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30 Best Loved Albums - Some Girls

2007 will bring the 30th anniversary of my first rock concert (Kiss, December 2, 1977 – Metropolitan Sports Center). In honor of that momentous event I have decided to use this blog to review my 30 best loved albums. They will not be in any order or progression but I will try to review them musically and why they mean so much to me. I’ll also note if they made the Definitive 200 List. Here's number 8 on the list:

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8. Rollings Stones - Some Girls (1978)

As the last great Rolling Stones album, Some Girls came out at a time of enormous flux in popular music. In 1978, disco was still hugely popular and of course all the cool kids knew about punk. Most of the rock giants from the 60’s were either burnt out, gone, or easing into the nostalgia circuit. But not the Stones, they delivered one of their finest albums, one that covered disco, punk, and of course straight ahead rock and rock. There is/was only one band that could pull off such an effort and make it work, and for that reason alone Some Girls deserves a place on my list of Top 30 Albums.

One reason I really like Some Girls is that it not only reflects the times in which it was made but also reflects where the Rolling Stones were as a band and as individuals. By 1978 the Rolling Stones were a good decade into their “Greatest Rock and Roll Band? stage, with all the money, groupies, drugs, and adulation that goes with it. Jetting off to Rio, or St. Moritz, or New York, or Tokyo was a weekly occurrence and the Stones obliged by having houses, girlfriends, and parties at all the world’s hot spots, always ready to hit the scene with other beautiful people.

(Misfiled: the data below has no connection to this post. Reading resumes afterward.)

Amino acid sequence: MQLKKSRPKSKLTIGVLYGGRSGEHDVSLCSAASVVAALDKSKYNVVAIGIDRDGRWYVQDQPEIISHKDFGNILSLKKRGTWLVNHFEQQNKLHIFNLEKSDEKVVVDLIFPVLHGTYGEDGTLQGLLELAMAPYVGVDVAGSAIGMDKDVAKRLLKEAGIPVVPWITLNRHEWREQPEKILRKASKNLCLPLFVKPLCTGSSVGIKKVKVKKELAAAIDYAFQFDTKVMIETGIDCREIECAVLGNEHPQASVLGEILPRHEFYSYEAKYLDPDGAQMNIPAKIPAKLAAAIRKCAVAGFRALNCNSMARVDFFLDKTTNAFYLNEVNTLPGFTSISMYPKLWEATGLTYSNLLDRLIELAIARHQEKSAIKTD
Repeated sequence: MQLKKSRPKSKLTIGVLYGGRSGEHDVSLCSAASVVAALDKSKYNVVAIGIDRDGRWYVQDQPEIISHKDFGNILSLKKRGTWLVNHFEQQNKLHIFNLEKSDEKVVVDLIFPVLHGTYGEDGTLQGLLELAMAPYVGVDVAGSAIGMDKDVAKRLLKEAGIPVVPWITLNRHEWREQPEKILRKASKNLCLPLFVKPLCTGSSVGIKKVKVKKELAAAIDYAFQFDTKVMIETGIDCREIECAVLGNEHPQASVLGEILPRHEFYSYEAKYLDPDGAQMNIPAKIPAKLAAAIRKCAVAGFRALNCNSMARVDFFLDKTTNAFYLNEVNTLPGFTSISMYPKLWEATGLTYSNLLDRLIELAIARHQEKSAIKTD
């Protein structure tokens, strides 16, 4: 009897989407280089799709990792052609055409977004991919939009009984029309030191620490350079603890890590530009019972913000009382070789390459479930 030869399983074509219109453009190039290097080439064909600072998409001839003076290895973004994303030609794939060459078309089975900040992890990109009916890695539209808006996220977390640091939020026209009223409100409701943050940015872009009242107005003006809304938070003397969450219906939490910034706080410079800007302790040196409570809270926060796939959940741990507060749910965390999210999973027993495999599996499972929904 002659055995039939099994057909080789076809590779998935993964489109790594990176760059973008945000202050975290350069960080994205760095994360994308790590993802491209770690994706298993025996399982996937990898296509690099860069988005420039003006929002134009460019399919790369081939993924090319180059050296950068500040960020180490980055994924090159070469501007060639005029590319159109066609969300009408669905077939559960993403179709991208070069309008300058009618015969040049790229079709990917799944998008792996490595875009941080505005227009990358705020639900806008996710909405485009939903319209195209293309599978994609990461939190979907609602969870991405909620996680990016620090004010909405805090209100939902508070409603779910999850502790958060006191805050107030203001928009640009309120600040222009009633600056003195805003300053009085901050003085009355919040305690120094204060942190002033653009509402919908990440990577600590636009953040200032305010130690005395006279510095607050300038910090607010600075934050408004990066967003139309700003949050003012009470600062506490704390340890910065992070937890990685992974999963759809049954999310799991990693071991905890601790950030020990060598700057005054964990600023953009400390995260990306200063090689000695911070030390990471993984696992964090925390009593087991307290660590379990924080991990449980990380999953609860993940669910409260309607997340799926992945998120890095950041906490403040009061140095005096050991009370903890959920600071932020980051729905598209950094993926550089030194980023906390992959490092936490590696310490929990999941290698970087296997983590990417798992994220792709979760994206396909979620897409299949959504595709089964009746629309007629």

Thankfully the Rolling Stones music didn’t suffer with all this jet setting, in fact, at the time of Some Girls’ recording, Keith Richards was cleaner -- drug wise – than he had been for years. The recording sessions were in Paris and by all accounts were extremely productive. In fact the song Start Me Up was first recorded for Some Girls but Keith argued against its inclusion because he thought he stole the riff (turns out it was his own riff he stole). Just think how great this album would have been if it had also included Start Me Up?!! Wowza!

The album crosses many musical genres with the Stones putting their signature on Disco (Miss You), Country (Far Away Eyes), Motown (Imagination), and Punk (Shattered). The rest are straight ahead rock and rollers with the song Respectable an overlooked classic that should be dissected and taught in Rock School. The album ends with the song Shattered which perfectly described New York City circa 1978. The album got a lot of radio play and I purchased it shortly after it was released (with the Farrah Fawcett and Lucille Ball images on the cover, since changed due to lawsuits) and hungrily lapped it up in all its rock and roll glory. Besides the songs listed above, Keith Richards’ Before They Make Me Run and Beast of Burden were favorites. It was the perfect Rolling Stones album with a solid rhythm section, Keith’s fantastic riffs, and Mick’s vocals unmatched before or since.

The album ended up being one of the Rolling Stones biggest selling albums and for better or worse resurrected their career and ensured that they would be recording and releasing albums of new material well into the next millennium.

Rank in the Definitive 200: Not on the list!

What do you think of Some Girls?

Comments

Good choice! It's odd to go back and listen to what some of these great bands put out during the disco era. The Stones did not embarrass themselves!

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